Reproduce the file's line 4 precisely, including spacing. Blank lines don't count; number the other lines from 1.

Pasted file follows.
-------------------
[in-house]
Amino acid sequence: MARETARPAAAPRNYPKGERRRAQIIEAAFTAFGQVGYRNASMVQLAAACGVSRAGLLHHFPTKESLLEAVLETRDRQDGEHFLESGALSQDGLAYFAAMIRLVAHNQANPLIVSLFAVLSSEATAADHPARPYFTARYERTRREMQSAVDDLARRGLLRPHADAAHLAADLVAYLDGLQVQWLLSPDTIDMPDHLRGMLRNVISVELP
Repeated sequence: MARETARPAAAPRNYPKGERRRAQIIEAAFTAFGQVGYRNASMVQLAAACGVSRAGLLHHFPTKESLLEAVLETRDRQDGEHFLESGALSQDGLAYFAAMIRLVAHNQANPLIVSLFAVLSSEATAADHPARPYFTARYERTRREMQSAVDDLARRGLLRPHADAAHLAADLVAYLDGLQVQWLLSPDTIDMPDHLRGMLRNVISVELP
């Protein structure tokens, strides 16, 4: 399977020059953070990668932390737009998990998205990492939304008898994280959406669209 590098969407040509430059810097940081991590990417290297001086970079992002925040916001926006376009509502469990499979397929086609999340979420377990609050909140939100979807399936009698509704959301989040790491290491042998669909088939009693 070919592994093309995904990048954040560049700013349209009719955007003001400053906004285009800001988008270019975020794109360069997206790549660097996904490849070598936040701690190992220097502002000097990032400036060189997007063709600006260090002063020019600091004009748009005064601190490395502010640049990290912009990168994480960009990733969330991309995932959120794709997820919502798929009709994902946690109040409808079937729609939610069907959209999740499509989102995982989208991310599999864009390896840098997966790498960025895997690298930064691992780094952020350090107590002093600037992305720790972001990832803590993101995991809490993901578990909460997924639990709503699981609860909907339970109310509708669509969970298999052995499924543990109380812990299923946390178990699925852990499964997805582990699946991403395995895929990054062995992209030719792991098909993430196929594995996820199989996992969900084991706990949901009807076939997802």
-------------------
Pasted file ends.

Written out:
């Protein structure tokens, strides 16, 4: 399977020059953070990668932390737009998990998205990492939304008898994280959406669209 590098969407040509430059810097940081991590990417290297001086970079992002925040916001926006376009509502469990499979397929086609999340979420377990609050909140939100979807399936009698509704959301989040790491290491042998669909088939009693 070919592994093309995904990048954040560049700013349209009719955007003001400053906004285009800001988008270019975020794109360069997206790549660097996904490849070598936040701690190992220097502002000097990032400036060189997007063709600006260090002063020019600091004009748009005064601190490395502010640049990290912009990168994480960009990733969330991309995932959120794709997820919502798929009709994902946690109040409808079937729609939610069907959209999740499509989102995982989208991310599999864009390896840098997966790498960025895997690298930064691992780094952020350090107590002093600037992305720790972001990832803590993101995991809490993901578990909460997924639990709503699981609860909907339970109310509708669509969970298999052995499924543990109380812990299923946390178990699925852990499964997805582990699946991403395995895929990054062995992209030719792991098909993430196929594995996820199989996992969900084991706990949901009807076939997802």